MQT Graduates First Official Class Of Space Operators
May 8, 2017 – Sixty Airmen from Buckley Air Force Base, Colorado, had the honor of being the first official graduating class of Mission Qualification Training May 3, 2017. Read More
Senate Confirms Wilson As Air Force Secretary
May 8, 2017 – Heather Wilson will be the next secretary of the Air Force, following her confirmation by the Senate May 8, 2017. Read More
Aerojet Rocketdyne Completes Critical Design Review For AR1 Engine
May 8, 2017 – Aerojet Rocketdyne, a subsidiary of Aerojet Rocketdyne Holdings, Inc., successfully completed its Critical Design Review (CDR) for AR1, a 500,000 lbf thrust-class, liquid-fueled rocket engine. Read More
Hail The Hexagon
May 8, 2017 – Saturn’s hexagonal polar jet stream is the shining feature of almost every view of the north polar region of Saturn. The region, in shadow for the first part of the Cassini mission, now enjoys full sunlight, which enables Cassini scientists to directly image it in reflected light. Read More
James Webb Space Telescope Arrives At NASA’s Johnson Space Center
May 8, 2017 – NASA’s James Webb Space Telescope has arrived at NASA’s Johnson Space Center in Houston, Texas, where it will undergo its last cryogenic test before it is launched into space in 2018. Read More
X-37B Orbital Test Vehicle-4 Lands At Kennedy Space Center
Source: U.S. Air Force
The X-37B Orbital Test Vehicle mission 4 (OTV-4), the Air Force’s unmanned, reusable space plane, landed at NASA’s Kennedy Space Center Shuttle Landing Facility May 7, 2017.
First Contract Under Booster Propulsion Technology Maturation BAA Complete
Source: U.S. Air Force/Los Angeles Air Force Base
The first of ten contracts awarded under the Booster Propulsion Technology Maturation Broad Agency Announcement (BAA) was recently completed. Moog Inc. successfully completed a “Non-Destructive Evaluation, Standards, and Testing” project, March 13.
Draft Bill Would Give Commerce, Not FAA, “Mission Authorization” Function
A draft bill being circulated for discussion would assign to the Department of Commerce (DOC) responsibility for registering non-government space activities to ensure, among other things, compliance with U.S. treaty obligations.
Escape For The Slow Solar Wind
Source: AAS Nova
Plasma from the Sun known as the slow solar wind has been observed far away from where scientists thought it was produced. Now new simulations may have resolved the puzzle of where the slow solar wind comes from and how it escapes the Sun to travel through our solar system.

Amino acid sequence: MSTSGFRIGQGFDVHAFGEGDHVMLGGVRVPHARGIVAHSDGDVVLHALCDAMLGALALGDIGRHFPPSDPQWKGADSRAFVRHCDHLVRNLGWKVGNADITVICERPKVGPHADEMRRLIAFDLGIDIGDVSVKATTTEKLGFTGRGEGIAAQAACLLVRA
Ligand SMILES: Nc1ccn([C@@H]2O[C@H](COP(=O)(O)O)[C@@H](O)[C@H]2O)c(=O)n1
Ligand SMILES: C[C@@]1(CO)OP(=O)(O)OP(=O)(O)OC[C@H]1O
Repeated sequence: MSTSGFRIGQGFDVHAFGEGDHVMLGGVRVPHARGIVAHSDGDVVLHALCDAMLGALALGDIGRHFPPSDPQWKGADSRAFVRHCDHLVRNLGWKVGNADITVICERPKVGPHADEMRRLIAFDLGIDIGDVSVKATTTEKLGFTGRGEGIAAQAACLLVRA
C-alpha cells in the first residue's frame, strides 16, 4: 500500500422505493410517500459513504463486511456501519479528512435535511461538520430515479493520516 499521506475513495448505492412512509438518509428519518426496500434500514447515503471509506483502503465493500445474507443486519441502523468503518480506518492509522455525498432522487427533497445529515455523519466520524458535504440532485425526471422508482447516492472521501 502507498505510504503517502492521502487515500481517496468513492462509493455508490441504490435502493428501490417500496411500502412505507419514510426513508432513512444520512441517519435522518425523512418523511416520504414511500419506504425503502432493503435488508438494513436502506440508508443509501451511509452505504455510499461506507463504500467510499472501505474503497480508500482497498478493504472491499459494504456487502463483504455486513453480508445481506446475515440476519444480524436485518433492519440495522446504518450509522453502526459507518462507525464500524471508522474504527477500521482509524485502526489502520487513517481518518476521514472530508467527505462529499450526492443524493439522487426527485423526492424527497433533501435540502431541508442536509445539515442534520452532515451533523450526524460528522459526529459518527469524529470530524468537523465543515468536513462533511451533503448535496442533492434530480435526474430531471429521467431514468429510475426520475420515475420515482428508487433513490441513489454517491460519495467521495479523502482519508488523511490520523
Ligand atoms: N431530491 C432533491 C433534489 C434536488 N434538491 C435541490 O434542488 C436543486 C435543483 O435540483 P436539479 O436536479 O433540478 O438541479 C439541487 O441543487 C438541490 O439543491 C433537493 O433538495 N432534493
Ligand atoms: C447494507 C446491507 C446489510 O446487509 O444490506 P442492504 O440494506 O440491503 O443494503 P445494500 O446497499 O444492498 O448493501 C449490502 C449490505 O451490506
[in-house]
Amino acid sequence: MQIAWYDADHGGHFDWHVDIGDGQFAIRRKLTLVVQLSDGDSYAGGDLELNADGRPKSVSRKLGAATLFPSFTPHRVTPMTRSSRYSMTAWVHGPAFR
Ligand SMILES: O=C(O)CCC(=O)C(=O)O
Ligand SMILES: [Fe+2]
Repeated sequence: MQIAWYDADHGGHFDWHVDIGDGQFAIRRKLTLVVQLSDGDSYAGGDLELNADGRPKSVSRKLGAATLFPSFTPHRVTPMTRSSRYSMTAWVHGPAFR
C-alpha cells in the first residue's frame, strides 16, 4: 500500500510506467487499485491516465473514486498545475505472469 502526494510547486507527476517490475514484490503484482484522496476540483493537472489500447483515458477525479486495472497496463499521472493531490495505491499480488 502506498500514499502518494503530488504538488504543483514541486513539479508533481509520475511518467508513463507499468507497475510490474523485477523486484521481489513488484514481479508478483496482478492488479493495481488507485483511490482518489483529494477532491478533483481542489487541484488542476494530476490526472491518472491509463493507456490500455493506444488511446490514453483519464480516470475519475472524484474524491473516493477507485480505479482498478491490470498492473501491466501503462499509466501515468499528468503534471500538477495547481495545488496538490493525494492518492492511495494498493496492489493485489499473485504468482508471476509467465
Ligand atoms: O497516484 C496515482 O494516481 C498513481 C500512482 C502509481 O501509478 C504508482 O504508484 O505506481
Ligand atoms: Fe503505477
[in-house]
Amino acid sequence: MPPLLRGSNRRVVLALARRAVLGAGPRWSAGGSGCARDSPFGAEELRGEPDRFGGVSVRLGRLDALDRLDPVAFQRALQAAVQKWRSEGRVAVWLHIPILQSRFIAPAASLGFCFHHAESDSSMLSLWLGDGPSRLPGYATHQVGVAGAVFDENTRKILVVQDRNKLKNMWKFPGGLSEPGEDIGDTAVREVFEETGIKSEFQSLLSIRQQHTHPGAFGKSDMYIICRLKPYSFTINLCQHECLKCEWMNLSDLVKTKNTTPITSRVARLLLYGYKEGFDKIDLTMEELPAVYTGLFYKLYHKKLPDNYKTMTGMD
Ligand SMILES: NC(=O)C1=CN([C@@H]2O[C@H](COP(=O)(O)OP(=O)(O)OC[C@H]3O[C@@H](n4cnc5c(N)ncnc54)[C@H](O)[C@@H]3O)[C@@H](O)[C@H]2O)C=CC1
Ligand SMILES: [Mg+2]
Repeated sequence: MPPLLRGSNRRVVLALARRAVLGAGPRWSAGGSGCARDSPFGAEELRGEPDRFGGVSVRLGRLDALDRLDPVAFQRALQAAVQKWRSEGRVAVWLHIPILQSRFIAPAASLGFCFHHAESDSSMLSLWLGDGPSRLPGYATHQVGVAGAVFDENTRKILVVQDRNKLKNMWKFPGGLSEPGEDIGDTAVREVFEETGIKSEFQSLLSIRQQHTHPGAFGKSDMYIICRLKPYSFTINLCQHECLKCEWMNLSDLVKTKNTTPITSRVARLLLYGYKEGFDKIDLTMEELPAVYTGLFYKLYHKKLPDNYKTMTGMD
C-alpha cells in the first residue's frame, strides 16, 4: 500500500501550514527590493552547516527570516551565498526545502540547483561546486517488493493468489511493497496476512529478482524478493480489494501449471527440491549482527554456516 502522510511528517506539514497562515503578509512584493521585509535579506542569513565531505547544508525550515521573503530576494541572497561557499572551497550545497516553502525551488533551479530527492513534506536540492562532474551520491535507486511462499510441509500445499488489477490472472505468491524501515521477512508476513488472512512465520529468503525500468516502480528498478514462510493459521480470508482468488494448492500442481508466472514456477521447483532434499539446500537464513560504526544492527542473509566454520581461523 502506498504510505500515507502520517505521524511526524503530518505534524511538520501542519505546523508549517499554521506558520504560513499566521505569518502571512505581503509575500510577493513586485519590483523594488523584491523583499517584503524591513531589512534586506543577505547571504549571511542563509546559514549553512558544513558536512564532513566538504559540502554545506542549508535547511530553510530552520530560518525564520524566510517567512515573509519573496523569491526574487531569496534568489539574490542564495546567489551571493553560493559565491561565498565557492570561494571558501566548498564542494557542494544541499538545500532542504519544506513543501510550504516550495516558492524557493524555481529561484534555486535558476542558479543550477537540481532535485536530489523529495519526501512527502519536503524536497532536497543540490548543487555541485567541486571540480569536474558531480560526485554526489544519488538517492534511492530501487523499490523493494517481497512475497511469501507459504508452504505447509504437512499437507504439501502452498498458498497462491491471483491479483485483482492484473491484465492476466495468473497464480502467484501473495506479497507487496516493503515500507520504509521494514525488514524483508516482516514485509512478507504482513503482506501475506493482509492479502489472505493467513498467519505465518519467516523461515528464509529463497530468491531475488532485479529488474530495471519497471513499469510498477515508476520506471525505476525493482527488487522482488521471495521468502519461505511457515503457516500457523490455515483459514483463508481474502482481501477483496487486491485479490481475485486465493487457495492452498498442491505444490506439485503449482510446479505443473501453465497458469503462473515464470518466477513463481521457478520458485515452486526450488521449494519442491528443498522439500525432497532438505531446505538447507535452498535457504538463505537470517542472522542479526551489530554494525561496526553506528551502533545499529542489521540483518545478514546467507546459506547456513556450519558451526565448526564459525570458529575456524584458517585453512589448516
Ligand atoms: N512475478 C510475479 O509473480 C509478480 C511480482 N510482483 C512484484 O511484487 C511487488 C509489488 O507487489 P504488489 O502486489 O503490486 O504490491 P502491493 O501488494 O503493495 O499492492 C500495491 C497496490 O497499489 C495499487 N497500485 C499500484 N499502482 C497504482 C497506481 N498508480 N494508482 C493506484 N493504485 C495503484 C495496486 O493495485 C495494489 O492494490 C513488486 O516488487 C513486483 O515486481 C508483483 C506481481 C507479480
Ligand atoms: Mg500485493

First Science Results From Juno Show Surprises In Jupiter’s Atmosphere And Interior
There has been a lot of attention given to the Cassini mission at Saturn lately, but meanwhile, NASA’s Juno probe also continues to be busy studying the largest planet in the Solar System, Jupiter. Juno is now revealing more of the giant planet’s secrets, and the first science results have now been published, which were presented last week at the European Geosciences Union meeting.
NOAA Cuts Target Future Polar Weather Satellites
While the National Oceanic and Atmospheric Administration received full funding for its ongoing weather satellite programs, the agency is looking at options after a cut to a program for future polar-orbiting weather satellites.
Announcing The First-Ever SETI Institute Fellows
Source: SETI Institute
At its first annual gala fundraiser, held on April 22nd, the SETI Institute recognized three dedicated individuals, universally respected for their exceptional contributions to scientific research and STEM education and outreach. Director of Education, Edna DeVore, Senior Astronomer Dr. Seth Shostak and Senior Scientist Mark Showalter, were honored as the first “Fellows of the Institute” at a special VIP ceremony.
Seasonal Flows In Valles Marineris
Recurring slope lineae (RSL) are seasonal flows on warm slopes, and are especially common in central and eastern Valles Marineris, as seen in this observation by NASA’s Mars Reconnaissance Orbiter (MRO). This image covers a large area full of interesting features, but the enhanced color closeup highlight some of the RSL.
Our ever-changing sun continuously shoots solar material into space. The grandest such events are massive clouds that erupt from the sun, called coronal mass ejections, or CMEs. These solar storms often come first with some kind of warning — the bright flash of a flare, a burst of heat or a flurry of solar energetic particles. But another kind of storm has puzzled scientists for its lack of typical warning signs: They seem to come from nowhere, and scientists call them stealth CMEs.
Going Back To Pluto? Scientists To Push For Orbiter Mission
Humanity’s first up-close look at Pluto was so intriguing that some researchers want to go back and spend a lot more time studying the icy world.
Caltech Chemical Engineer Explains Oxygen Mystery On Comets
A Caltech chemical engineer who normally develops new ways to fabricate microprocessors in computers has figured out how to explain a nagging mystery in space—why comets expel oxygen gas, the same gas we humans breathe.
Learn how the space telescope autonomously scans targets. The NASA space telescope launched on Aug. 25, 2003 and reached the 5000 day mark on May 3, 2017.
ESA Astronauts Tour NASA’s Orion Spacecraft
Source: Airbus Defence and Space
ESA Astronauts Tim Peake, Matthias Maurer and Luca Parmitano visit NASA’s Orion Spacecraft.
Race To Replace RD-180 At Critical Juncture
The rocket engine battle between the 500,000-lb.-thrust class Aerojet Rocketdyne AR1 and Blue Origin BE-4 is heating up, with the AR1 moving through a critical design review and the BE-4 due to conduct a full-scale hot-fire …